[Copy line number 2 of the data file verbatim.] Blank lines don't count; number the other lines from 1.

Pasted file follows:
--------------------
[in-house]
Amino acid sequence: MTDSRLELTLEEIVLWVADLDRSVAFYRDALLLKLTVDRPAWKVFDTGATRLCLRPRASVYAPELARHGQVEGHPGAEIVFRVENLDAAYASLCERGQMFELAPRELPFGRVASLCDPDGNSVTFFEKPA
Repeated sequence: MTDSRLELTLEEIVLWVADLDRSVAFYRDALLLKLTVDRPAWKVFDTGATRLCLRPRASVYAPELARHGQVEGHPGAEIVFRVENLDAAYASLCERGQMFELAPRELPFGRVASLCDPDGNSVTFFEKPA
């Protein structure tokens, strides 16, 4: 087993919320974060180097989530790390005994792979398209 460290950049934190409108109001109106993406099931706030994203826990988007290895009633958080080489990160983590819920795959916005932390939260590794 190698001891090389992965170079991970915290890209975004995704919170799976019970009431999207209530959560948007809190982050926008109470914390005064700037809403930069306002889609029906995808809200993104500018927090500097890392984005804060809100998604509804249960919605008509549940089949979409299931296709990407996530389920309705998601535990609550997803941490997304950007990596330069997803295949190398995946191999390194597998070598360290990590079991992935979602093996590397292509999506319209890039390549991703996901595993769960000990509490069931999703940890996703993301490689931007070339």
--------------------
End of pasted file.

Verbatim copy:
Amino acid sequence: MTDSRLELTLEEIVLWVADLDRSVAFYRDALLLKLTVDRPAWKVFDTGATRLCLRPRASVYAPELARHGQVEGHPGAEIVFRVENLDAAYASLCERGQMFELAPRELPFGRVASLCDPDGNSVTFFEKPA